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Commentary: The Business

How Failure Leads to Growth

If you don’t try, nothing will change, says growth expert Elle Hill.

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WHY ISN’T SHE breathing?” my mom asked the doctor, her eyes darting back and forth between the syringe and me. An injection and a few moments later, my breathing returned to normal, but my childhood never did. Instead, I began my carefully curated asthma life.

Everything I was allowed to do was designed to avoid the risk of failing. I was swaddled tight and never allowed to push beyond what we knew I could safely do.

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After university, I sat in my first apartment in New York City and made a decision that changed everything: I would run the New York City Marathon.

I’d go out every night after work, in the yellow light of the street lamps, armed with my inhaler and my steroid pills. And I would run. I would run until I heard the first wheeze. And continue until my breath became too shallow and I couldn’t run anymore.

That first night, I ran for four minutes. I stopped. I took my inhaler. I walked back home.

I had an ache in the pit of my chest, not from the wheezing, but from the fear of failure: I might do this night after night, and still not be able to run. I had never done anything I wasn’t sure I could do before. But if I didn’t try, nothing would change.

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So, I repeated this for three weeks until I could run for 10 minutes. And five more weeks until I doubled that. In November of 1999, five months later, I ran the New York City Marathon in four hours and 35 minutes.

What I learned is how important failure is. It’s not a byproduct of success — it is the road to success. If you never fail, you’re playing it too safe. If you only act when you know you will succeed, you will never learn something new or reach your potential.

In the years after my marathon finish, I have had a new philosophy: I choose what I do next based on what intimidates me most. It’s why I started my own jewelry store, discovered it was a bad business model, and overhauled it. Each painful failure was a hard-won lesson that made me better, smarter, faster. And ultimately, I brought my company public in a $10 million IPO in less than five years.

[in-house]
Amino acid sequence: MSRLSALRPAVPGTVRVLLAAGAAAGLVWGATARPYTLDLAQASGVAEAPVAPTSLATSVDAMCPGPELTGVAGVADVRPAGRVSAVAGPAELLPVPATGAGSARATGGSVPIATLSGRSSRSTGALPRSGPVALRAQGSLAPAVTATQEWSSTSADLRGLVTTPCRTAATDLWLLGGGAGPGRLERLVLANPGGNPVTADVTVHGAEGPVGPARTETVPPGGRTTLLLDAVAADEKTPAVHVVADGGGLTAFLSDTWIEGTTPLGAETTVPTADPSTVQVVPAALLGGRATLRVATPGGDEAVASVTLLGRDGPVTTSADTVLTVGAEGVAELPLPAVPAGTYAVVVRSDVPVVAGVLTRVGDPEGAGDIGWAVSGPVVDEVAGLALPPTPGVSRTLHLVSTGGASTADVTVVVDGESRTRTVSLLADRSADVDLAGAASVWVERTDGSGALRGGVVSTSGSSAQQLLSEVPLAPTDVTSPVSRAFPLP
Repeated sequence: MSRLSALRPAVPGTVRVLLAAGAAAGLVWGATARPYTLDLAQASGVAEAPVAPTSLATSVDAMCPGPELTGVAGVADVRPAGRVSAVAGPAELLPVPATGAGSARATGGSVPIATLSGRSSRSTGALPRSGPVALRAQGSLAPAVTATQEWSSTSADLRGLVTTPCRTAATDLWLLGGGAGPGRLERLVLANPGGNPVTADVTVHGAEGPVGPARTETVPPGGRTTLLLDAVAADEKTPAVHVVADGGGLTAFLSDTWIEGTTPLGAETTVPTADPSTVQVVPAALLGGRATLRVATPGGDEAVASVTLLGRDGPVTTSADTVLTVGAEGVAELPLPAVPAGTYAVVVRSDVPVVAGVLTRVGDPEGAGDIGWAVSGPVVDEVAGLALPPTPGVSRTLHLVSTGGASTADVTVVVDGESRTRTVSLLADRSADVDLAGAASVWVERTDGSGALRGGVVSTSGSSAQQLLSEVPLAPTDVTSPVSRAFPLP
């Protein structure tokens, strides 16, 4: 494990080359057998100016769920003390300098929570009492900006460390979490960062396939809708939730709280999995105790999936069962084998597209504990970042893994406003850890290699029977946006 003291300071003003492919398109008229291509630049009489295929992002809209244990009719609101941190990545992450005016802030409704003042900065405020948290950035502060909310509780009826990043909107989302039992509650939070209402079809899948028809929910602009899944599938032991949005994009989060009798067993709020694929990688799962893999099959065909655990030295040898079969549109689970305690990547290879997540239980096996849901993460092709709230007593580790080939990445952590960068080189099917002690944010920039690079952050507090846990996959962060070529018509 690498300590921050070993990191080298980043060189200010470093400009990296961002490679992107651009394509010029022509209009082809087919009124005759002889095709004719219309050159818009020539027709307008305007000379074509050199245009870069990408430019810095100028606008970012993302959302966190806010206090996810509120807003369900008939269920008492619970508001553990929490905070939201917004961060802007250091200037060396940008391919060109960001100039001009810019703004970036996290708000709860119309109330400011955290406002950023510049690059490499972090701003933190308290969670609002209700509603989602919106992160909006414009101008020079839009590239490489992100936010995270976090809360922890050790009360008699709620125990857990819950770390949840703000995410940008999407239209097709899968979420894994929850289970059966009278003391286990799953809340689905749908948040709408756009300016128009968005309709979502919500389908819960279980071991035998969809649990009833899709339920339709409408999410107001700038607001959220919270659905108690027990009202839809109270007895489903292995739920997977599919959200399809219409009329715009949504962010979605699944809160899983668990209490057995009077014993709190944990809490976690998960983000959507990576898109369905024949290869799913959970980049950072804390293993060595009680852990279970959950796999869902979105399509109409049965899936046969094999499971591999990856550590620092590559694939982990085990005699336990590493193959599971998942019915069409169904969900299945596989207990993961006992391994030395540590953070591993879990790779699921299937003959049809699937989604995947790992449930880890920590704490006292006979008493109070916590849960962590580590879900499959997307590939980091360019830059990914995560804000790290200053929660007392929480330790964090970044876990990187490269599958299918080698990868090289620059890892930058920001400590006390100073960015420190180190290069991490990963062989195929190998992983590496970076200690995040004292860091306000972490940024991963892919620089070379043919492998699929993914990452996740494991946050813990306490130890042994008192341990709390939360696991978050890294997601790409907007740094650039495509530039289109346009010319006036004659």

Taking a leap when you can’t guarantee success is exactly what you must do to learn, to grow.

To succeed, you must first aim to fail.

Elle Hill is an award-winning entrepreneur and CEO of Hill & Co. Fine Jewelry Launch & Growth Experts. Reach her at elle@hillandco.co.

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Commentary: The Business

Here’s How to Stay Customer-Focused During the Holiday Rush

No matter how many people on the sales floor, you must stick to the basics of customer service.

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LET’S TALK ABOUT the basics. Pure and simple, that means providing kind customer service while keeping your ego in check when it threatens to walk all over your common sense.

How do you react when a customer expects you to just drop everything to fix her costume pendant that she bought somewhere else when you have a store full of bonafide customers who want real jewelry? Every one of those customers will notice how you treat the simplest of us. You must learn that you are on a stage of sorts — so smile, be patient, be kind, be genuine and, if not, at least fake it ‘til you make it through the day.

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People come to us with misinformation, stupid requests, etc., but they come to us, the professionals of the industry. Each of you holds a place of power. I often preach that we have to be sensitive to what it is like to approach us. How do you feel when you aren’t waited on promptly and recognized, but rather talked over or ignored? Or worse, pounced on the moment you enter the door? Now imagine a recent widow, divorcee or survivor coming into your store and not being waited on promptly or even recognized, but instead ignored. It’s intimidating.

Translate that thought into your greeting protocol. Your customers should be greeted inside the door within 15 seconds of arrival. Have your staff close their eyes and count 1 one thousand, 2 one thousand, until 15 one thousand. It’s a long time, isn’t it? Are you greeting them promptly and in an engaging manner? If not, why not? Are you practicing active listening and asking open-ended questions?

People stop buying when you stop selling! Are you doing add-on sales? Are you requesting return visits for jewelry check-ups, positive reviews or recommendations to friends?

Of course my favorite topic for ABC sales is The Yes Train. You wanted white gold, yes. You wanted a halo with vintage accents, yes. You wanted a size 6 with euro shank, yes. You were looking for larger diamonds in the shoulders and some sparkles in the gallery, big smile, yes. This will make a sensational ring all of your friends will envy, yes. Let’s get your deposit taken care of so I can get started on this beauty right away! That active listening “yes” train is headed straight to the bank.

You must build confidence, inspire cooperation and invite rapport with each customer, every time. Check your ego at the door, Fancy Jewelry Store Owner. How you treat customers, how you respond to challenges, how you handle a serious crisis is reflected in how you treat your employees and how they will treat your customers.

What will you change tomorrow and the next day? Because it is a process to become an owner (meaning manager, goldsmith, appraiser, bookkeeper, psychiatrist, repairman, event manager, cupid and of course, housekeeper).

Fundamentals can never be underrated, especially headed into the holiday season. Now go dazzle them!

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Commentary: The Business

Million-Dollar Seller Achieves Jewelry Dreams

Aly Martinez builds on success.

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IT STARTED WITH beads and a spool of fishing line. I had always been creative and loved anything artistic, but nothing grabbed my attention quite like jewelry.

Beading in my bedroom on the weekends quickly led to jewelry-fabrication classes in high school, and by the time I graduated a hobby had turned into a passion and a dream of a life-long career.